The data from the survey, as well as data from over 20 additional third-party datasets, together created a detailed description of every property in the city.

The survey built on the Detroit Residential Parcel Survey (DRPS), completed in 2009 by D3, in partnership with Community Legal Resources (now Michigan Community Resources), the University of Michigan, and the Detroit Office of Foreclosure Prevention and Response. The DRPS evaluated condition and occupancy for 350,000 residential parcels in Detroit, focusing on single-family homes, duplexes, multi-family structures up to four units, and vacant lots in residential areas.

How We Improved On DRPS

DRPS was an unprecedented effort for Detroit, and the impacts were enormous. Since 2009, the data were a cornerstone of almost every planning process in the city, on both a block and citywide level.

However, as many in Detroit can attest, the landscape in the city has changed in those five years. When given the opportunity by the Detroit Blight Removal Task Force to update the data, D3 used their expertise to improve the process.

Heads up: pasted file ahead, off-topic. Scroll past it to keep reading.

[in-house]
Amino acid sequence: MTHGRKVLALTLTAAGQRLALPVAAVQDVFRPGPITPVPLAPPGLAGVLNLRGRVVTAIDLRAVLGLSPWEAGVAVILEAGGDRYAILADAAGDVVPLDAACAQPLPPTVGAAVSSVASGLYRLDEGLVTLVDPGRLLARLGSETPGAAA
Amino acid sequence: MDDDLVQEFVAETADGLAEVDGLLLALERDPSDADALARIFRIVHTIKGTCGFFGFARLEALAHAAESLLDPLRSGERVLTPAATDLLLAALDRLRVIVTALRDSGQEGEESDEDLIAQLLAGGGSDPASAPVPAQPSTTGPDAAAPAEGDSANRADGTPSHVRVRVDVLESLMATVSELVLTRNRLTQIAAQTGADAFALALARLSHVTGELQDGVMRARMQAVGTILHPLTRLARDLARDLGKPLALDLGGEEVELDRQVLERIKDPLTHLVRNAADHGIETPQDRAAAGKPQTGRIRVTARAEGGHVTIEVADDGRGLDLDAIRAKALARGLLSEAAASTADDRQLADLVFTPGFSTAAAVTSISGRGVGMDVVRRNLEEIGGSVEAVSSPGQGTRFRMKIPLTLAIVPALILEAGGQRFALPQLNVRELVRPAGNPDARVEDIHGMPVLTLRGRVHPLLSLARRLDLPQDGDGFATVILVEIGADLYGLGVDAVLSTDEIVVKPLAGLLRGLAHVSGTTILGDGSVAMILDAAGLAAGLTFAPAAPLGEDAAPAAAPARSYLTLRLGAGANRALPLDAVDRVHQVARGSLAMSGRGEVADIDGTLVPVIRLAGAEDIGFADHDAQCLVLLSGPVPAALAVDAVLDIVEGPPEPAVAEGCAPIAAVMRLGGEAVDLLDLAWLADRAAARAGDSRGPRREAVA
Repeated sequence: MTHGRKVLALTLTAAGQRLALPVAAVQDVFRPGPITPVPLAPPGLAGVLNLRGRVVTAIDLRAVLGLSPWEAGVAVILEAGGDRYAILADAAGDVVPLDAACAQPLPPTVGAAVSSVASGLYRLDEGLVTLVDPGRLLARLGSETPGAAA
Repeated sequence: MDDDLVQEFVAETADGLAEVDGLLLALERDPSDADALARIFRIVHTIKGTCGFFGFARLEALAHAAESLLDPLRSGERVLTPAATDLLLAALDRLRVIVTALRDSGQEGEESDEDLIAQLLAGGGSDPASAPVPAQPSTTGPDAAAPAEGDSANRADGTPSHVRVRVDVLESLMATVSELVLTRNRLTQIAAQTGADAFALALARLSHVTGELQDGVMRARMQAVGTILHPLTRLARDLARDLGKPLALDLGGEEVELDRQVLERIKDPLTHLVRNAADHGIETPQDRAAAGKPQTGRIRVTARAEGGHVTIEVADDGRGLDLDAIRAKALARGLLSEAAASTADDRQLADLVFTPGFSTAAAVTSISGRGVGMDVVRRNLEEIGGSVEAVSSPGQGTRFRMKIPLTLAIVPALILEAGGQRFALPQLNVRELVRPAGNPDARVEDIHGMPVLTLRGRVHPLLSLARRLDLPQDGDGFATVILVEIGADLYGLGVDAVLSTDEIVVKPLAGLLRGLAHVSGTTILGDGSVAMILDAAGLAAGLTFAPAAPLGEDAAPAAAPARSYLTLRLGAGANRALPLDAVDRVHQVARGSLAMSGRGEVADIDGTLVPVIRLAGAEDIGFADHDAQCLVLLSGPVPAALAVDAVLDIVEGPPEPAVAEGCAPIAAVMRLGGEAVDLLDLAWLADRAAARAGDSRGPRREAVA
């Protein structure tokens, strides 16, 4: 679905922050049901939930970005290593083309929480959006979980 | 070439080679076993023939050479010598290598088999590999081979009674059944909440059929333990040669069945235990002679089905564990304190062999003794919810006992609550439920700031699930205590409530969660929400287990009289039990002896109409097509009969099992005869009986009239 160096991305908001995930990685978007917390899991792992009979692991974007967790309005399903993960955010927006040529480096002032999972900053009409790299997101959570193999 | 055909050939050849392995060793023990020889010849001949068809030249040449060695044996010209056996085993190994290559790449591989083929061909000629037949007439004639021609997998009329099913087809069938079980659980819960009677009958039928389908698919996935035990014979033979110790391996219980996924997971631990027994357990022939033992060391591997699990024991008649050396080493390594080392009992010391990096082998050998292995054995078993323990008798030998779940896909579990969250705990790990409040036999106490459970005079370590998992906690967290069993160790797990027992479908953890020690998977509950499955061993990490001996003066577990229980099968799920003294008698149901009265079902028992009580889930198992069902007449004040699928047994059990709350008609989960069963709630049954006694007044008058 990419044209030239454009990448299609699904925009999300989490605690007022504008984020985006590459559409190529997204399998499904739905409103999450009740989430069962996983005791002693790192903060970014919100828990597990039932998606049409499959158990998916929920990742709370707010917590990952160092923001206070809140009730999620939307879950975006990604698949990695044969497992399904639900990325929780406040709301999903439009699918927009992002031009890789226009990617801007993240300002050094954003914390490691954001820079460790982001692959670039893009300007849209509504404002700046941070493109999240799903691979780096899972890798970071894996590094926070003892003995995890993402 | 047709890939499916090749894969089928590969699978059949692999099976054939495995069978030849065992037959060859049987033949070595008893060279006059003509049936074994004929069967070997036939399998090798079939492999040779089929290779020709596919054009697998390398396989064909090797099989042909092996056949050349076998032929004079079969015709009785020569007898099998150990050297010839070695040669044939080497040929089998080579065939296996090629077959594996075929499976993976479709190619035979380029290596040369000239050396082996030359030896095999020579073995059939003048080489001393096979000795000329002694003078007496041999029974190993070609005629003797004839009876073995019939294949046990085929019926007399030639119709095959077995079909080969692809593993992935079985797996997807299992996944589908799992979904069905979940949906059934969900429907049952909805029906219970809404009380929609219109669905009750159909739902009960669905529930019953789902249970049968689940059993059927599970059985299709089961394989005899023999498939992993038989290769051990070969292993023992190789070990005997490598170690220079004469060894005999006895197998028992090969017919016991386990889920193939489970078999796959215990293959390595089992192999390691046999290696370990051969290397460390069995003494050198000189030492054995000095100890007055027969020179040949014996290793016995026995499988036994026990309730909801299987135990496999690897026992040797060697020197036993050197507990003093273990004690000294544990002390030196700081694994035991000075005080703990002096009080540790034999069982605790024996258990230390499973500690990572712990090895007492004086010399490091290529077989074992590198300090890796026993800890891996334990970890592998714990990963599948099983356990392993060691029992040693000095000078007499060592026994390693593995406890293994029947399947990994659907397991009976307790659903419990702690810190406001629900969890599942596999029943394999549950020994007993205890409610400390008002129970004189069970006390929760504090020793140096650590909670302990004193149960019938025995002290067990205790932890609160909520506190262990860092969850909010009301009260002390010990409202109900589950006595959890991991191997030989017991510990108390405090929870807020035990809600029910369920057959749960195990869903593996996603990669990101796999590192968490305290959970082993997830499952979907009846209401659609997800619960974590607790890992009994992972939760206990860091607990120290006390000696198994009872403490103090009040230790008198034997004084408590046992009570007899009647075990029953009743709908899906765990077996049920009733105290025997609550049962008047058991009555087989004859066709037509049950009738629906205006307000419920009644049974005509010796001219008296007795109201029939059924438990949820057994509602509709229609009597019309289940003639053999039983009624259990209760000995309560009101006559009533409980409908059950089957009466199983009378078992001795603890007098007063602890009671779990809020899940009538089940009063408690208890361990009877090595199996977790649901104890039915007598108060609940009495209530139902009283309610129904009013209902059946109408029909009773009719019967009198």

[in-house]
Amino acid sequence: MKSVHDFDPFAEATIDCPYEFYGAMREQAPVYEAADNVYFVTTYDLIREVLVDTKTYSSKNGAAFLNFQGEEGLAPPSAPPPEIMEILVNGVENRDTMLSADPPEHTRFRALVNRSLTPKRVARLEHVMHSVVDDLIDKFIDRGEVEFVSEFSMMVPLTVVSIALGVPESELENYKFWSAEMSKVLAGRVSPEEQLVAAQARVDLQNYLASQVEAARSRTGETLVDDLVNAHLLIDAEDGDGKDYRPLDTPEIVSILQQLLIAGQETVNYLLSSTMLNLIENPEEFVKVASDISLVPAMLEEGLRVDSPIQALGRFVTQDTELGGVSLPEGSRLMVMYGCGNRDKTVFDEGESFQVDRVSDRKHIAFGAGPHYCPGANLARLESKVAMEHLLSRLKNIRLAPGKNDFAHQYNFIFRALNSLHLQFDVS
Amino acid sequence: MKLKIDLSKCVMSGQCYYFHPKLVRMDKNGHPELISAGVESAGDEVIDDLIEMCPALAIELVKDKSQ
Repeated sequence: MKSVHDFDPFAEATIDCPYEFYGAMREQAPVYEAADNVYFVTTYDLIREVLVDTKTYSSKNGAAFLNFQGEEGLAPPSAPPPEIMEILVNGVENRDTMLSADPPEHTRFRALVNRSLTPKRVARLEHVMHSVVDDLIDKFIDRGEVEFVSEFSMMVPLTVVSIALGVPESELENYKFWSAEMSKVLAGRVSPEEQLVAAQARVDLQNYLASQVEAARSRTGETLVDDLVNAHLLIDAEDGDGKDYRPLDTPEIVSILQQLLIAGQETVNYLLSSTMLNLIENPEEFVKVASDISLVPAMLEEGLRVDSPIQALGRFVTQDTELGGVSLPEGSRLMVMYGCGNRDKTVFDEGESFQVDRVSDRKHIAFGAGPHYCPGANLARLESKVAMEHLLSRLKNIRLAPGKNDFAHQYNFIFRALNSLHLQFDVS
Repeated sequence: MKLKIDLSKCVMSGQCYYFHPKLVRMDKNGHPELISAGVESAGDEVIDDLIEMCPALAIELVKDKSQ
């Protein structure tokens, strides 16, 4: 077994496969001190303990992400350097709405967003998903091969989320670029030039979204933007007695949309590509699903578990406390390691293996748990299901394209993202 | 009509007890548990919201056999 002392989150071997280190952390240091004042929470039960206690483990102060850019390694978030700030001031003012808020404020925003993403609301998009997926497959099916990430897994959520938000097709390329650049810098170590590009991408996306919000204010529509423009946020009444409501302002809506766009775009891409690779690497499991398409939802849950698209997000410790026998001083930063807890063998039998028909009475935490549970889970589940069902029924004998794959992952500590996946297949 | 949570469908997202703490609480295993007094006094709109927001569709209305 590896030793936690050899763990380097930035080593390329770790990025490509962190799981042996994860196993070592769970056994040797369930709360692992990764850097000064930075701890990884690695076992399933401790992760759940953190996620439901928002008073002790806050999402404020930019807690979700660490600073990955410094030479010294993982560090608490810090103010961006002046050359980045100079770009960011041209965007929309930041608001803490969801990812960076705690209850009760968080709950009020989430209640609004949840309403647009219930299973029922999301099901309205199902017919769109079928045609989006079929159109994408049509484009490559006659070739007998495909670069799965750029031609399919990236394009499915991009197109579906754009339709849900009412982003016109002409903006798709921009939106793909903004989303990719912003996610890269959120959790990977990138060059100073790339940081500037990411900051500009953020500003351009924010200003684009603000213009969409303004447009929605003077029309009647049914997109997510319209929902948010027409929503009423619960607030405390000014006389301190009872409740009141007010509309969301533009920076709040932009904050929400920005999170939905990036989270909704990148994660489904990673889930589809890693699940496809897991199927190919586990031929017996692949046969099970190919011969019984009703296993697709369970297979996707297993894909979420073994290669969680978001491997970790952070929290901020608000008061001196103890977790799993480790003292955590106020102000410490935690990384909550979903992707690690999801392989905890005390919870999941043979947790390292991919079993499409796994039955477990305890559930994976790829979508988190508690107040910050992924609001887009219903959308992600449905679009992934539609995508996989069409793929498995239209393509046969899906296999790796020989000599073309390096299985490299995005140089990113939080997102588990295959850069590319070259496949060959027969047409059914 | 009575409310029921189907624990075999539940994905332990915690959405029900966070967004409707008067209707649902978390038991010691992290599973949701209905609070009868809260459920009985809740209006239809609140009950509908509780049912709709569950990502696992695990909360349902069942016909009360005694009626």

The Technology

In 2009, every record was written with paper and pencil, which an analyst then entered into a database. With support from LOVELAND, the team implemented the most significant process improvement – technology. Rock Ventures donated 200 tablets to the project that came pre-loaded with LOVELAND’s “Blexting” app (“Blight” plus “texting”), enabling the surveyors to evaluate properties with ease. LOVELAND also created an online interface that displayed data records coming in from the field in real time. D3’s quality control associates used this interface to review the records for accuracy and provide feedback to surveyors on how to improve their work when capturing future data.

The Method: Resident Surveyors

With Michigan Nonprofit Association’s experience in community engagement and capacity-building, the project hired over 120 resident surveyors, leveraging a relationship with the Detroit Employment Solutions Corporation.